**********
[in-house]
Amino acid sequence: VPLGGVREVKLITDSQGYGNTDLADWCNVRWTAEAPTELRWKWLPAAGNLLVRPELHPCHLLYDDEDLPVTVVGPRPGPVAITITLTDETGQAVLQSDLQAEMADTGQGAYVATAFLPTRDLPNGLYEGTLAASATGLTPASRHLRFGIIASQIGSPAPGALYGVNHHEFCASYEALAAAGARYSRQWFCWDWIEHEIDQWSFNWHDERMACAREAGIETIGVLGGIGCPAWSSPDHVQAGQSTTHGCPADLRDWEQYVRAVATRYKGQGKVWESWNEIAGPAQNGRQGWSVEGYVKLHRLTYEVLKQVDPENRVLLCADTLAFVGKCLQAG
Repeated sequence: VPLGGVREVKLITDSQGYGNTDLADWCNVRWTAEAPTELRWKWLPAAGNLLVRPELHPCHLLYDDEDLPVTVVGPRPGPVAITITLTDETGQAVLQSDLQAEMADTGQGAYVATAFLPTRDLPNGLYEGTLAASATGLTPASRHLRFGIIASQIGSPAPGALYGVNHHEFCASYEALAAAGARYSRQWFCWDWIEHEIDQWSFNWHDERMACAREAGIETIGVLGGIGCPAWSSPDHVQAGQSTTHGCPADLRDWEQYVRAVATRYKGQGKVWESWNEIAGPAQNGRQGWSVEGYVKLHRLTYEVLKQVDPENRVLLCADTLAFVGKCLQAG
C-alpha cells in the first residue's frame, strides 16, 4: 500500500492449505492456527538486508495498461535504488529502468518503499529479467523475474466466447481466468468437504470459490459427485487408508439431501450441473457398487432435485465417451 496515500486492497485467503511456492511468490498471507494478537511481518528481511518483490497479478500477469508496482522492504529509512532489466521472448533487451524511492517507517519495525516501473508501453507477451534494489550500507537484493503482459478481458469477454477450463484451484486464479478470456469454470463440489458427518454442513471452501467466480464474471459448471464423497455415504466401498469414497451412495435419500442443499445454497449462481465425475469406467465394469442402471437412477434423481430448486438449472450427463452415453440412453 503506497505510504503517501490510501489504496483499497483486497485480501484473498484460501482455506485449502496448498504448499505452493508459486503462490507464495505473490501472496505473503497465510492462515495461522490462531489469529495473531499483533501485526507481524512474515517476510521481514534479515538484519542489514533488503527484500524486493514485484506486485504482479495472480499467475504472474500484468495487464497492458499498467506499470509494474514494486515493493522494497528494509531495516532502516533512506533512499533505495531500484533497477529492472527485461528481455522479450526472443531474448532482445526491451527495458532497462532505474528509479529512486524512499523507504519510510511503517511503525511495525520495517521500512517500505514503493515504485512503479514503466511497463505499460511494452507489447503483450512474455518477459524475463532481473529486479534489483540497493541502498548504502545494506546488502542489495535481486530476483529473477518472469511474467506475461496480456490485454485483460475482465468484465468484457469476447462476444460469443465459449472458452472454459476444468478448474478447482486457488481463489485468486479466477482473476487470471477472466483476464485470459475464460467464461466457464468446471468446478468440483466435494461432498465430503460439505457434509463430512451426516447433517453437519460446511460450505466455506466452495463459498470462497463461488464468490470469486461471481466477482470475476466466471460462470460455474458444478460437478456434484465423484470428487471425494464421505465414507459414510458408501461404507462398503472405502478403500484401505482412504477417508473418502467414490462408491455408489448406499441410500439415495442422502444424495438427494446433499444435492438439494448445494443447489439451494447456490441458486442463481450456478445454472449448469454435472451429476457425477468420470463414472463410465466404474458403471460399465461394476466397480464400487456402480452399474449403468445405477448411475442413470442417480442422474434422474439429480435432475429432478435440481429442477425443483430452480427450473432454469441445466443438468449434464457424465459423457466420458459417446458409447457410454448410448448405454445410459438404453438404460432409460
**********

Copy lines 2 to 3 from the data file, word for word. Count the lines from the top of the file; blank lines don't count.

Amino acid sequence: VPLGGVREVKLITDSQGYGNTDLADWCNVRWTAEAPTELRWKWLPAAGNLLVRPELHPCHLLYDDEDLPVTVVGPRPGPVAITITLTDETGQAVLQSDLQAEMADTGQGAYVATAFLPTRDLPNGLYEGTLAASATGLTPASRHLRFGIIASQIGSPAPGALYGVNHHEFCASYEALAAAGARYSRQWFCWDWIEHEIDQWSFNWHDERMACAREAGIETIGVLGGIGCPAWSSPDHVQAGQSTTHGCPADLRDWEQYVRAVATRYKGQGKVWESWNEIAGPAQNGRQGWSVEGYVKLHRLTYEVLKQVDPENRVLLCADTLAFVGKCLQAG
Repeated sequence: VPLGGVREVKLITDSQGYGNTDLADWCNVRWTAEAPTELRWKWLPAAGNLLVRPELHPCHLLYDDEDLPVTVVGPRPGPVAITITLTDETGQAVLQSDLQAEMADTGQGAYVATAFLPTRDLPNGLYEGTLAASATGLTPASRHLRFGIIASQIGSPAPGALYGVNHHEFCASYEALAAAGARYSRQWFCWDWIEHEIDQWSFNWHDERMACAREAGIETIGVLGGIGCPAWSSPDHVQAGQSTTHGCPADLRDWEQYVRAVATRYKGQGKVWESWNEIAGPAQNGRQGWSVEGYVKLHRLTYEVLKQVDPENRVLLCADTLAFVGKCLQAG